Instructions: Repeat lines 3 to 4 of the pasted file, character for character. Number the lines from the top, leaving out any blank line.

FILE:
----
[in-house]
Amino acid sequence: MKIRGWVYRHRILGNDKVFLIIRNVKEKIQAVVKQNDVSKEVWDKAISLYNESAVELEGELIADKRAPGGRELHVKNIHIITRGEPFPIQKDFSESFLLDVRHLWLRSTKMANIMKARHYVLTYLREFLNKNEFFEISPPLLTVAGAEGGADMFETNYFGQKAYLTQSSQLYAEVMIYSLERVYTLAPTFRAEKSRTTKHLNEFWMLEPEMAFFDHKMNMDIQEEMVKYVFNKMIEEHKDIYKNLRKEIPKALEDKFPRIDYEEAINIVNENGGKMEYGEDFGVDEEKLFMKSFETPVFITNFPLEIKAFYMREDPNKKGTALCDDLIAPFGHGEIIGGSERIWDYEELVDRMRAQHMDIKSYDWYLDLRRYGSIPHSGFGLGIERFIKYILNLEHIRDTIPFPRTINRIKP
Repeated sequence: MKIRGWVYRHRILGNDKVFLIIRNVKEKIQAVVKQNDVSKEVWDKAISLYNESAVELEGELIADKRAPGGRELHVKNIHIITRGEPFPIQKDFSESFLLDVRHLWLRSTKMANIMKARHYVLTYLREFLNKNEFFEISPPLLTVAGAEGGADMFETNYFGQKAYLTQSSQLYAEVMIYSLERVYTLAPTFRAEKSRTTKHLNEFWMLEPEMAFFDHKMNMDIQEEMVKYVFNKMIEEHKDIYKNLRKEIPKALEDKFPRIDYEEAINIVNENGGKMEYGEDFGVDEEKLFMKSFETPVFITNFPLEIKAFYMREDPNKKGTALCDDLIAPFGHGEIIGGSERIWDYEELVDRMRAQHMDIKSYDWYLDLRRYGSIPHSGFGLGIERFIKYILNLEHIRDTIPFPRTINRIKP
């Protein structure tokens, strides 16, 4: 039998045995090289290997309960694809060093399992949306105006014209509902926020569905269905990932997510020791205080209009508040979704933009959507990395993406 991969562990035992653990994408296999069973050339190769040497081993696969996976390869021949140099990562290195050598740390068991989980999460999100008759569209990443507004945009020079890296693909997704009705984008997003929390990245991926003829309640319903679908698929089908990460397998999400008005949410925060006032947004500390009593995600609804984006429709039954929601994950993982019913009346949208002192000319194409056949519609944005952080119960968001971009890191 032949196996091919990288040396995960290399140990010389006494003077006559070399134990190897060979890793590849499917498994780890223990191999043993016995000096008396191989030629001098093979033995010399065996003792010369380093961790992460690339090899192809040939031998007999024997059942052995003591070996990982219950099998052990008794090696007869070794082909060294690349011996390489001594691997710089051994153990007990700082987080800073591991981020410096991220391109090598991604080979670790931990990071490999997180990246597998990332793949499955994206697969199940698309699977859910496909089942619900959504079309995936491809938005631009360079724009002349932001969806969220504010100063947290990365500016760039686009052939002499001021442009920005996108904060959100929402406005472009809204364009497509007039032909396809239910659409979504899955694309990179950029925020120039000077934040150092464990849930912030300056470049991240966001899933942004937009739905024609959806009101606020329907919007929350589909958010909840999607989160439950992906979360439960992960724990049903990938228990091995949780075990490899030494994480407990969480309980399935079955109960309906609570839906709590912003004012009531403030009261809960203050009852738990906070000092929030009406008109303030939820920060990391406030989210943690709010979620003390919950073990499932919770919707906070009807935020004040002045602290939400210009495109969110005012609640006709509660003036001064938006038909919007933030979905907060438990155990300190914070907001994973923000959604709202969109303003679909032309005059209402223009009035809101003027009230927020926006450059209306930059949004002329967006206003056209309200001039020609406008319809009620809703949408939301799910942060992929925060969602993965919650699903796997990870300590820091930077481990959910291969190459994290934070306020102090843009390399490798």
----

Repeated sequence: MKIRGWVYRHRILGNDKVFLIIRNVKEKIQAVVKQNDVSKEVWDKAISLYNESAVELEGELIADKRAPGGRELHVKNIHIITRGEPFPIQKDFSESFLLDVRHLWLRSTKMANIMKARHYVLTYLREFLNKNEFFEISPPLLTVAGAEGGADMFETNYFGQKAYLTQSSQLYAEVMIYSLERVYTLAPTFRAEKSRTTKHLNEFWMLEPEMAFFDHKMNMDIQEEMVKYVFNKMIEEHKDIYKNLRKEIPKALEDKFPRIDYEEAINIVNENGGKMEYGEDFGVDEEKLFMKSFETPVFITNFPLEIKAFYMREDPNKKGTALCDDLIAPFGHGEIIGGSERIWDYEELVDRMRAQHMDIKSYDWYLDLRRYGSIPHSGFGLGIERFIKYILNLEHIRDTIPFPRTINRIKP
């Protein structure tokens, strides 16, 4: 039998045995090289290997309960694809060093399992949306105006014209509902926020569905269905990932997510020791205080209009508040979704933009959507990395993406 991969562990035992653990994408296999069973050339190769040497081993696969996976390869021949140099990562290195050598740390068991989980999460999100008759569209990443507004945009020079890296693909997704009705984008997003929390990245991926003829309640319903679908698929089908990460397998999400008005949410925060006032947004500390009593995600609804984006429709039954929601994950993982019913009346949208002192000319194409056949519609944005952080119960968001971009890191 032949196996091919990288040396995960290399140990010389006494003077006559070399134990190897060979890793590849499917498994780890223990191999043993016995000096008396191989030629001098093979033995010399065996003792010369380093961790992460690339090899192809040939031998007999024997059942052995003591070996990982219950099998052990008794090696007869070794082909060294690349011996390489001594691997710089051994153990007990700082987080800073591991981020410096991220391109090598991604080979670790931990990071490999997180990246597998990332793949499955994206697969199940698309699977859910496909089942619900959504079309995936491809938005631009360079724009002349932001969806969220504010100063947290990365500016760039686009052939002499001021442009920005996108904060959100929402406005472009809204364009497509007039032909396809239910659409979504899955694309990179950029925020120039000077934040150092464990849930912030300056470049991240966001899933942004937009739905024609959806009101606020329907919007929350589909958010909840999607989160439950992906979360439960992960724990049903990938228990091995949780075990490899030494994480407990969480309980399935079955109960309906609570839906709590912003004012009531403030009261809960203050009852738990906070000092929030009406008109303030939820920060990391406030989210943690709010979620003390919950073990499932919770919707906070009807935020004040002045602290939400210009495109969110005012609640006709509660003036001064938006038909919007933030979905907060438990155990300190914070907001994973923000959604709202969109303003679909032309005059209402223009009035809101003027009230927020926006450059209306930059949004002329967006206003056209309200001039020609406008319809009620809703949408939301799910942060992929925060969602993965919650699903796997990870300590820091930077481990959910291969190459994290934070306020102090843009390399490798």